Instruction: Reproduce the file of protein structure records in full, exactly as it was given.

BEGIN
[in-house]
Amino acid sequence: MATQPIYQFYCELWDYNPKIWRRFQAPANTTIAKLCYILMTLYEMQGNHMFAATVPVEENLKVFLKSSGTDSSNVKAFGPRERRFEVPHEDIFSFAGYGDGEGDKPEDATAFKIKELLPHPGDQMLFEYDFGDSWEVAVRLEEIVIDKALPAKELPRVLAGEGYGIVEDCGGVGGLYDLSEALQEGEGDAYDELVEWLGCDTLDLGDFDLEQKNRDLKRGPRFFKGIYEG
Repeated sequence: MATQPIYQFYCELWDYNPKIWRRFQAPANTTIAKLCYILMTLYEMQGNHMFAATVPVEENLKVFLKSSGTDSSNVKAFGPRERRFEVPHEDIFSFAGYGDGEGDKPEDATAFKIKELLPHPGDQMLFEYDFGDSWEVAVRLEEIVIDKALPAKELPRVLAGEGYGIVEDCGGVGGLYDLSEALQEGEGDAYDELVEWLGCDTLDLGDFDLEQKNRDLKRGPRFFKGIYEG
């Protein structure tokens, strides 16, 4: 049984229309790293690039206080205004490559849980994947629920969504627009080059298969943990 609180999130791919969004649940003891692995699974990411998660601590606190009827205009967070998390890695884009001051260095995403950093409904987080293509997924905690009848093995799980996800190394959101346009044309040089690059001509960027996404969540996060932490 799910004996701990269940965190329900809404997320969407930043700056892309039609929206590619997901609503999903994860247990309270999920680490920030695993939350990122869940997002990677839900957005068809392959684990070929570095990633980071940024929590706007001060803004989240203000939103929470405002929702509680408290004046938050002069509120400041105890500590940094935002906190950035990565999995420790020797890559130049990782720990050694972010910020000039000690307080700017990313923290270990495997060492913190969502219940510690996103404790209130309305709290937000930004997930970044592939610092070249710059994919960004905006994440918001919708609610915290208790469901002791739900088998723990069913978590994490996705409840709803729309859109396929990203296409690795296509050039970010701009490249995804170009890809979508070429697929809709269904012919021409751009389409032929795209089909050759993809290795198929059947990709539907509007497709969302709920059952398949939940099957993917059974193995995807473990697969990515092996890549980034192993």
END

[in-house]
Amino acid sequence: MATQPIYQFYCELWDYNPKIWRRFQAPANTTIAKLCYILMTLYEMQGNHMFAATVPVEENLKVFLKSSGTDSSNVKAFGPRERRFEVPHEDIFSFAGYGDGEGDKPEDATAFKIKELLPHPGDQMLFEYDFGDSWEVAVRLEEIVIDKALPAKELPRVLAGEGYGIVEDCGGVGGLYDLSEALQEGEGDAYDELVEWLGCDTLDLGDFDLEQKNRDLKRGPRFFKGIYEG
Repeated sequence: MATQPIYQFYCELWDYNPKIWRRFQAPANTTIAKLCYILMTLYEMQGNHMFAATVPVEENLKVFLKSSGTDSSNVKAFGPRERRFEVPHEDIFSFAGYGDGEGDKPEDATAFKIKELLPHPGDQMLFEYDFGDSWEVAVRLEEIVIDKALPAKELPRVLAGEGYGIVEDCGGVGGLYDLSEALQEGEGDAYDELVEWLGCDTLDLGDFDLEQKNRDLKRGPRFFKGIYEG
């Protein structure tokens, strides 16, 4: 049984229309790293690039206080205004490559849980994947629920969504627009080059298969943990 609180999130791919969004649940003891692995699974990411998660601590606190009827205009967070998390890695884009001051260095995403950093409904987080293509997924905690009848093995799980996800190394959101346009044309040089690059001509960027996404969540996060932490 799910004996701990269940965190329900809404997320969407930043700056892309039609929206590619997901609503999903994860247990309270999920680490920030695993939350990122869940997002990677839900957005068809392959684990070929570095990633980071940024929590706007001060803004989240203000939103929470405002929702509680408290004046938050002069509120400041105890500590940094935002906190950035990565999995420790020797890559130049990782720990050694972010910020000039000690307080700017990313923290270990495997060492913190969502219940510690996103404790209130309305709290937000930004997930970044592939610092070249710059994919960004905006994440918001919708609610915290208790469901002791739900088998723990069913978590994490996705409840709803729309859109396929990203296409690795296509050039970010701009490249995804170009890809979508070429697929809709269904012919021409751009389409032929795209089909050759993809290795198929059947990709539907509007497709969302709920059952398949939940099957993917059974193995995807473990697969990515092996890549980034192993």